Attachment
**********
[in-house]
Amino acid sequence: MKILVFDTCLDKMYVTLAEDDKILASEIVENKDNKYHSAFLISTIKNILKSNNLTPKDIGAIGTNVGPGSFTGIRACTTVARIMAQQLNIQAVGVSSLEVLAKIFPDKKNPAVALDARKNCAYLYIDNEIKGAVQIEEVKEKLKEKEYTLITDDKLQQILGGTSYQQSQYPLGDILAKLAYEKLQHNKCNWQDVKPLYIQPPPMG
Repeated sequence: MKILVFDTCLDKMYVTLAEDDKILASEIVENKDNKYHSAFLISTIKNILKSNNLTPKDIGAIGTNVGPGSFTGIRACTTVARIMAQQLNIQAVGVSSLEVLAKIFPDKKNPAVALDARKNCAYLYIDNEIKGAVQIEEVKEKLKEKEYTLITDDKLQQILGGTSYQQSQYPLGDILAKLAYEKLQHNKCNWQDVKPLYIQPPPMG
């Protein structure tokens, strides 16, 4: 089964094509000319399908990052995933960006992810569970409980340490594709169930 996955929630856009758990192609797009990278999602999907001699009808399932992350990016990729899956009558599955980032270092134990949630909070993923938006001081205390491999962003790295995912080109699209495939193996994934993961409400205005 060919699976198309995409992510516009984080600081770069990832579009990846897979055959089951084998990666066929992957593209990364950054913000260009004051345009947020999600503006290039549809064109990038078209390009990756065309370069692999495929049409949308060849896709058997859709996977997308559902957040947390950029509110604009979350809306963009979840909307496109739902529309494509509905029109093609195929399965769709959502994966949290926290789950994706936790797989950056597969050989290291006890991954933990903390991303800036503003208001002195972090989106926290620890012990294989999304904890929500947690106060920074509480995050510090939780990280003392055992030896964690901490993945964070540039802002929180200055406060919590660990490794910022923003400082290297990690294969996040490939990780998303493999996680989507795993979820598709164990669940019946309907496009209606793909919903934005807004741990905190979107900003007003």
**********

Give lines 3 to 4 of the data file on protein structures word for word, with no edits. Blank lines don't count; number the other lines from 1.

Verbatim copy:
Repeated sequence: MKILVFDTCLDKMYVTLAEDDKILASEIVENKDNKYHSAFLISTIKNILKSNNLTPKDIGAIGTNVGPGSFTGIRACTTVARIMAQQLNIQAVGVSSLEVLAKIFPDKKNPAVALDARKNCAYLYIDNEIKGAVQIEEVKEKLKEKEYTLITDDKLQQILGGTSYQQSQYPLGDILAKLAYEKLQHNKCNWQDVKPLYIQPPPMG
């Protein structure tokens, strides 16, 4: 089964094509000319399908990052995933960006992810569970409980340490594709169930 996955929630856009758990192609797009990278999602999907001699009808399932992350990016990729899956009558599955980032270092134990949630909070993923938006001081205390491999962003790295995912080109699209495939193996994934993961409400205005 060919699976198309995409992510516009984080600081770069990832579009990846897979055959089951084998990666066929992957593209990364950054913000260009004051345009947020999600503006290039549809064109990038078209390009990756065309370069692999495929049409949308060849896709058997859709996977997308559902957040947390950029509110604009979350809306963009979840909307496109739902529309494509509905029109093609195929399965769709959502994966949290926290789950994706936790797989950056597969050989290291006890991954933990903390991303800036503003208001002195972090989106926290620890012990294989999304904890929500947690106060920074509480995050510090939780990280003392055992030896964690901490993945964070540039802002929180200055406060919590660990490794910022923003400082290297990690294969996040490939990780998303493999996680989507795993979820598709164990669940019946309907496009209606793909919903934005807004741990905190979107900003007003």